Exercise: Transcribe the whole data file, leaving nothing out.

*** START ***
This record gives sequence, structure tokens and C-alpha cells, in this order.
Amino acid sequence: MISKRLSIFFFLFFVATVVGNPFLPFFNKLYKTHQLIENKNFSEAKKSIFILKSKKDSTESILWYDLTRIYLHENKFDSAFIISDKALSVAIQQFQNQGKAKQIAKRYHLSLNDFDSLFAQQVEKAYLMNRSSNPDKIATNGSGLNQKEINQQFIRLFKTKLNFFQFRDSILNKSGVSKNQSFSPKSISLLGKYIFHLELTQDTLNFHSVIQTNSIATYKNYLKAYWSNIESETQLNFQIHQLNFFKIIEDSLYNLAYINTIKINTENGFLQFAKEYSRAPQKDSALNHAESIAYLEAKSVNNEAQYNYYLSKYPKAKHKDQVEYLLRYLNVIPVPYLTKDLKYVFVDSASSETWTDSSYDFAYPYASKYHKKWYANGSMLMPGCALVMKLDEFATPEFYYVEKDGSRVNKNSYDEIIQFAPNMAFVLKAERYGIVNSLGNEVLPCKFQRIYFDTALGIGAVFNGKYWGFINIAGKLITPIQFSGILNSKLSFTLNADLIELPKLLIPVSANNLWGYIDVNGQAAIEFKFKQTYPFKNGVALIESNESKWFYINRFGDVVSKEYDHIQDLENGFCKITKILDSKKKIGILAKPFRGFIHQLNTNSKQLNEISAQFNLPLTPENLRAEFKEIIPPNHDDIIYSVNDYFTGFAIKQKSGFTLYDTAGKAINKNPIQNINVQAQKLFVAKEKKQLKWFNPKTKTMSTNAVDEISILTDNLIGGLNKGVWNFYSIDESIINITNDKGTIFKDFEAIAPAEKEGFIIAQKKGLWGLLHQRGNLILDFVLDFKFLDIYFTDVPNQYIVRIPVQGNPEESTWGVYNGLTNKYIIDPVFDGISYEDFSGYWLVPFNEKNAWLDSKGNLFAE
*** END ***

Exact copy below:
This record gives sequence, structure tokens and C-alpha cells, in this order.
Amino acid sequence: MISKRLSIFFFLFFVATVVGNPFLPFFNKLYKTHQLIENKNFSEAKKSIFILKSKKDSTESILWYDLTRIYLHENKFDSAFIISDKALSVAIQQFQNQGKAKQIAKRYHLSLNDFDSLFAQQVEKAYLMNRSSNPDKIATNGSGLNQKEINQQFIRLFKTKLNFFQFRDSILNKSGVSKNQSFSPKSISLLGKYIFHLELTQDTLNFHSVIQTNSIATYKNYLKAYWSNIESETQLNFQIHQLNFFKIIEDSLYNLAYINTIKINTENGFLQFAKEYSRAPQKDSALNHAESIAYLEAKSVNNEAQYNYYLSKYPKAKHKDQVEYLLRYLNVIPVPYLTKDLKYVFVDSASSETWTDSSYDFAYPYASKYHKKWYANGSMLMPGCALVMKLDEFATPEFYYVEKDGSRVNKNSYDEIIQFAPNMAFVLKAERYGIVNSLGNEVLPCKFQRIYFDTALGIGAVFNGKYWGFINIAGKLITPIQFSGILNSKLSFTLNADLIELPKLLIPVSANNLWGYIDVNGQAAIEFKFKQTYPFKNGVALIESNESKWFYINRFGDVVSKEYDHIQDLENGFCKITKILDSKKKIGILAKPFRGFIHQLNTNSKQLNEISAQFNLPLTPENLRAEFKEIIPPNHDDIIYSVNDYFTGFAIKQKSGFTLYDTAGKAINKNPIQNINVQAQKLFVAKEKKQLKWFNPKTKTMSTNAVDEISILTDNLIGGLNKGVWNFYSIDESIINITNDKGTIFKDFEAIAPAEKEGFIIAQKKGLWGLLHQRGNLILDFVLDFKFLDIYFTDVPNQYIVRIPVQGNPEESTWGVYNGLTNKYIIDPVFDGISYEDFSGYWLVPFNEKNAWLDSKGNLFAE